The man behind Duolingo says he backs London as a thriving tech hub, despite concerns about digital talent gaps.
Speaking with City A.M., chief executive Luis von Ahn praised the UK’s artificial intelligence capabilities, as well as its “really good universities,” explaining that the US firm was looking to grow its four-person team in the capital.
“Thinking about where we’d like to open our offices, London is one of the most attractive places in the world,” he told City A.M.
Founded in 2011, the language learning app has 500 million active monthly users, which has continued to grow beyond its pandemic spike.
It entered the “major leagues” last summer with its Nasdaq debut, valuing the tech company at $6.5bn.
The Duolingo founder, who speaks three languages, explained that the key to the firm’s success has been the “gamification” – the app encourages “streaks” and rewards players who climb to the next level with repetitive use.
Two million daily active users have a streak longer than 365 days, demonstrating how Duolingo feeds into habitual behaviours that go hand in hand with the smartphone.
Thanks to this successful gamification, the company has recently launched a spin-off app, Duolingo Math.
Like the language learning version, users will be able to test themselves habitually, covering everything from fractions to geometry.
The app is aimed at children, but von Ahn revealed that 90 per cent of the users are currently adults.
The harsh reality for Duolingo is that it is not immune to the market perils.
Despite a buoyant debut, its share price has slumped 25 per cent in the year to date, dragged down by a wider sell off in the tech-laden Nasdaq.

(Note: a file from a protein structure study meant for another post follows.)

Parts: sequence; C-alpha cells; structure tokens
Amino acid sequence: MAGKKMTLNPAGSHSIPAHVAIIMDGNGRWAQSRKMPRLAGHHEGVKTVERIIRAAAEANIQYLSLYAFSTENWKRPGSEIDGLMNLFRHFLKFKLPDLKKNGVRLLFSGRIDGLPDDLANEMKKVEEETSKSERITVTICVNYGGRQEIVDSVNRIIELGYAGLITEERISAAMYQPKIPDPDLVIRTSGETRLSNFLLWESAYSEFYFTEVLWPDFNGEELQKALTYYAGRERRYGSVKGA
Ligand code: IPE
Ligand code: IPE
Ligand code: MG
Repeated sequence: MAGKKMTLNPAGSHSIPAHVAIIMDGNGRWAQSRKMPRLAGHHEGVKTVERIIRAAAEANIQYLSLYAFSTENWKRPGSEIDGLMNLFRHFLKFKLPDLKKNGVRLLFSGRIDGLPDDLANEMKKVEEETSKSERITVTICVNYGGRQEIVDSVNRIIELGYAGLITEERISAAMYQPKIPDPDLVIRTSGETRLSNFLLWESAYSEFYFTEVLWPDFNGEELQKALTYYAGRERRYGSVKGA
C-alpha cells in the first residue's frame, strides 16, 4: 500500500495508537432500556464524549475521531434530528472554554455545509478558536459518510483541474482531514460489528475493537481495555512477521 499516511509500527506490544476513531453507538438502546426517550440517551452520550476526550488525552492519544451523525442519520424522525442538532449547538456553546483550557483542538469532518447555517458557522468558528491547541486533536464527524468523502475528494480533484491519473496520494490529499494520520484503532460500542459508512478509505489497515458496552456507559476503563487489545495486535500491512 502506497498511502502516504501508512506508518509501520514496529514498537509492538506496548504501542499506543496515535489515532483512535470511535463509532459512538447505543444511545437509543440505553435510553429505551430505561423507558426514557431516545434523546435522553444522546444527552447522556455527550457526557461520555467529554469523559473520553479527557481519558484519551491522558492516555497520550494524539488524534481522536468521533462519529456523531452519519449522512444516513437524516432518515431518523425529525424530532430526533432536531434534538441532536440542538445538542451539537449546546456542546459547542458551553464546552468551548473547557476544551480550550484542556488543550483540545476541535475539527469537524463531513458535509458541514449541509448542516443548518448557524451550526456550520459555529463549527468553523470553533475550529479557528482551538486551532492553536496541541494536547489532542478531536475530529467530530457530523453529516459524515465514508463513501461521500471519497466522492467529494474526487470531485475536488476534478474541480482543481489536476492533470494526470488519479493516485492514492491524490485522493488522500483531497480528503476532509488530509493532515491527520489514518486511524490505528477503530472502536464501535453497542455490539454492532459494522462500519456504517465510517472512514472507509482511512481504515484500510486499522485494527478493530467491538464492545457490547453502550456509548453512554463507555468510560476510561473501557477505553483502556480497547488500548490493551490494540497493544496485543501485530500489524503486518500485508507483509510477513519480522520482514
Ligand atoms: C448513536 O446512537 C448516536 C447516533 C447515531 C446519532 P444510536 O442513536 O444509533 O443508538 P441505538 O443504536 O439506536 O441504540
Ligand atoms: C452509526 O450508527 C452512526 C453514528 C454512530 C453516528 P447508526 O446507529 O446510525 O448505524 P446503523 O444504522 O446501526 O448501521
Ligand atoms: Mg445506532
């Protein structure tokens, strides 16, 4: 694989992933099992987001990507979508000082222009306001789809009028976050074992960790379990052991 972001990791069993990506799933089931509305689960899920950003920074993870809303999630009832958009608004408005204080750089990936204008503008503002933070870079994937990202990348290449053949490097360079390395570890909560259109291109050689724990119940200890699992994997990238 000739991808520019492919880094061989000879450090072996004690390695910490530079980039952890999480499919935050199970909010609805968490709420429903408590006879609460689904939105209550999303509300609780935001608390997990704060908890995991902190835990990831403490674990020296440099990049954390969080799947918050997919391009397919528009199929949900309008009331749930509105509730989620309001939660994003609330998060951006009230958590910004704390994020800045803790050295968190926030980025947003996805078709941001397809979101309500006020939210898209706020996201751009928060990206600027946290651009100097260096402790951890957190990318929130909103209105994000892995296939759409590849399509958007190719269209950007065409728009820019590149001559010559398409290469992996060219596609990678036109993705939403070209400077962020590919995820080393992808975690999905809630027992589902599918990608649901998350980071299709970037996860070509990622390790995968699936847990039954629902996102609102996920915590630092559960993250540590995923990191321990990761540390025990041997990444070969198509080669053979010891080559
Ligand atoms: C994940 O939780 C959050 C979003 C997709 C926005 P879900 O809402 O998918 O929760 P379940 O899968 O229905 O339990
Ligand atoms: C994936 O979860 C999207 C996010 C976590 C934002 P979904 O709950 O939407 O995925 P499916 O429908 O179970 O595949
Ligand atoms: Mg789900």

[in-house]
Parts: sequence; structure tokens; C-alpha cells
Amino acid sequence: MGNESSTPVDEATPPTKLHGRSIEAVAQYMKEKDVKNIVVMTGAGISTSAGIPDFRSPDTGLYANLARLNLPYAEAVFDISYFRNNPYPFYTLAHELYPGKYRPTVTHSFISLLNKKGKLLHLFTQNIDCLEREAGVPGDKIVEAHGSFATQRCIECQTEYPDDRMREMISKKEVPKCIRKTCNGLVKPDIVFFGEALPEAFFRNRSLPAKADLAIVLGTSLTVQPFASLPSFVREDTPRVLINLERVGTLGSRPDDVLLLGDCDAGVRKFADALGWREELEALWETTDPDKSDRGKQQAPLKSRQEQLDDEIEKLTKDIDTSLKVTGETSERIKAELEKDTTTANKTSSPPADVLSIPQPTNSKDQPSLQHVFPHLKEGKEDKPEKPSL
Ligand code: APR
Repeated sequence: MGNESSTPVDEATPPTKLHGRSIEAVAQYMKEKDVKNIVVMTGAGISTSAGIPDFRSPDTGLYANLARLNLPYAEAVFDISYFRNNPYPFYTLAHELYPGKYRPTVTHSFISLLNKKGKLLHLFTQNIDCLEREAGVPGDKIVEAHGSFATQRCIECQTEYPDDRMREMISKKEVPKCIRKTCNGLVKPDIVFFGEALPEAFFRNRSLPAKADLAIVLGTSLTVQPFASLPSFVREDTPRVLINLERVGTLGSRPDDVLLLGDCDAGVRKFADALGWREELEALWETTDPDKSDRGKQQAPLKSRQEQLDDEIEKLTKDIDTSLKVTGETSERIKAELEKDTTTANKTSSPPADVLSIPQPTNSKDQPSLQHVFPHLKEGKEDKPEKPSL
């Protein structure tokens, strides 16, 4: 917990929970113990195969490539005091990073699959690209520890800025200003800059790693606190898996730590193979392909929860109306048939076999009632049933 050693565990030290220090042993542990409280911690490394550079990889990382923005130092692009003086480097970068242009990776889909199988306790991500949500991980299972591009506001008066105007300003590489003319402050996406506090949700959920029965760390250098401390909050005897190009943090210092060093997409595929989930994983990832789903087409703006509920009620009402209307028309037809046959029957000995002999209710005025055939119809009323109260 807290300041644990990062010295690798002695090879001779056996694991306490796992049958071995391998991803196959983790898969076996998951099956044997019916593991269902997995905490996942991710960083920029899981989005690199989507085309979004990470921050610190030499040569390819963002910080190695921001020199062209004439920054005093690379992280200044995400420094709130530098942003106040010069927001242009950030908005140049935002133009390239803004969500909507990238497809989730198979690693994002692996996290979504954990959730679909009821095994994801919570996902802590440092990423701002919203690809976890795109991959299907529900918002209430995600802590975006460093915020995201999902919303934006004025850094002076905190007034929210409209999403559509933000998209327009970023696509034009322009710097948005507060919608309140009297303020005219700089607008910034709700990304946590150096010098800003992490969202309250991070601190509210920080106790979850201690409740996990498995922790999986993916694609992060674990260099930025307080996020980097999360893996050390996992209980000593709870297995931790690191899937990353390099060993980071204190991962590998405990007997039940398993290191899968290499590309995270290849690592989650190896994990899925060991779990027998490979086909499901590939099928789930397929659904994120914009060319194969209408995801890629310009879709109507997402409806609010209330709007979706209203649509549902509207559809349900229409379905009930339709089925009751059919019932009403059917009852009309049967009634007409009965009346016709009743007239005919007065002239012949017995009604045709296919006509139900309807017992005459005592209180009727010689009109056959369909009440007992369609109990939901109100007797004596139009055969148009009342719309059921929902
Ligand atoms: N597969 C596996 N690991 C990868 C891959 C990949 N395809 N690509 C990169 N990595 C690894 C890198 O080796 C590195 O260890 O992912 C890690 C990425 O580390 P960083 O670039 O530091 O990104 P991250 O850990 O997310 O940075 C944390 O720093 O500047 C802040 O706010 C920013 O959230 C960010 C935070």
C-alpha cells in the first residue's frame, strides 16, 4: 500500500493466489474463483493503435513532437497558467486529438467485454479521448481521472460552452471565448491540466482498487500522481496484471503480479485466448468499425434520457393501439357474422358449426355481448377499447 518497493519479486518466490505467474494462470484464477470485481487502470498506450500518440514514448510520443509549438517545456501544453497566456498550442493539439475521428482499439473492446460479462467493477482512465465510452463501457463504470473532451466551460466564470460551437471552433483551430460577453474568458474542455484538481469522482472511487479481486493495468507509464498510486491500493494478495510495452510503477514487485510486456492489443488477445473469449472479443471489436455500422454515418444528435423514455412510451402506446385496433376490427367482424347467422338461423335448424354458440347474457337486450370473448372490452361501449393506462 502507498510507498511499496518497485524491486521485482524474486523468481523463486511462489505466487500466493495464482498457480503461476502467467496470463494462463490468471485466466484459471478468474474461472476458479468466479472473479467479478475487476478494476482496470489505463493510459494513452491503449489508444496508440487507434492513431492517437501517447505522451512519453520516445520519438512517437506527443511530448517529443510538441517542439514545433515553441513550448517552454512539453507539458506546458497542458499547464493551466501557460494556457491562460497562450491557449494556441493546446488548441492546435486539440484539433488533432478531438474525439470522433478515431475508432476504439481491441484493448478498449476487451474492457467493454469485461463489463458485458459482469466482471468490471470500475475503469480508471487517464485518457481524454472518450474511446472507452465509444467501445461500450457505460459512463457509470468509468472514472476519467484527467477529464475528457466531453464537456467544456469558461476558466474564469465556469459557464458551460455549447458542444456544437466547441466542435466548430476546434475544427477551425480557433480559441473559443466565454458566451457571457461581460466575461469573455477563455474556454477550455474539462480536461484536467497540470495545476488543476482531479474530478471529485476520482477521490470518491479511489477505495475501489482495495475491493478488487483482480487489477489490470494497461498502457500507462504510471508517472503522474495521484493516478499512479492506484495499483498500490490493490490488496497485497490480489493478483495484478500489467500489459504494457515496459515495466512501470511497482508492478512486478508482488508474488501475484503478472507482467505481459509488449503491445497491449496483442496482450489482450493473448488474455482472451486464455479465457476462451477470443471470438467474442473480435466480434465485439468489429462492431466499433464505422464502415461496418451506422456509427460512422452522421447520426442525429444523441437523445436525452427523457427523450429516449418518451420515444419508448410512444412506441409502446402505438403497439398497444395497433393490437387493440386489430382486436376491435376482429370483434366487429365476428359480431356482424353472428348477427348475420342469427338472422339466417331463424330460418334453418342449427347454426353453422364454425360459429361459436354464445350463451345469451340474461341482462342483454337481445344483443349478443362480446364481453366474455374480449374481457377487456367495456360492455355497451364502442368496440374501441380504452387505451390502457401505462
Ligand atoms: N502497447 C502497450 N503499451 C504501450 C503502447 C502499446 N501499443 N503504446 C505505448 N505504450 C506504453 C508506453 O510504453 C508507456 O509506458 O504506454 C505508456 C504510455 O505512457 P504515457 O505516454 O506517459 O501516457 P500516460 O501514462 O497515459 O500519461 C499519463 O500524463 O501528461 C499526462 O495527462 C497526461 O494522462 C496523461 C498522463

Though the app is free to use, the majority of Duolingo’s revenue comes from the seven per cent of users that pay a monthly fee to use its lessons without ads.
Naturally, the Guatemalan entrepreneur underplayed the threat of the cost of living crisis and wider inflationary pressure on the west, stating, rather optimistically, that in a recession “people do turn to education”.
But for the 93 per cent of users who don’t pay £6 a month, Duolingo serves digital ads via Google and Facebook’s networks – again an area that continues to be squeezed against a macroeconomic downturn.
Whilst English is the most played language on the app, he said different cultural phenomena tend to drive different language patterns.
For instance, he explained there was a spike in Korean lessons when Squid Game was first released on Netflix. The same happened for Italian learners when Italy won Eurovision.
“It’s strange but whoever wins the World Cup, I guess we’re going to see an increase in learning that language too,” he said.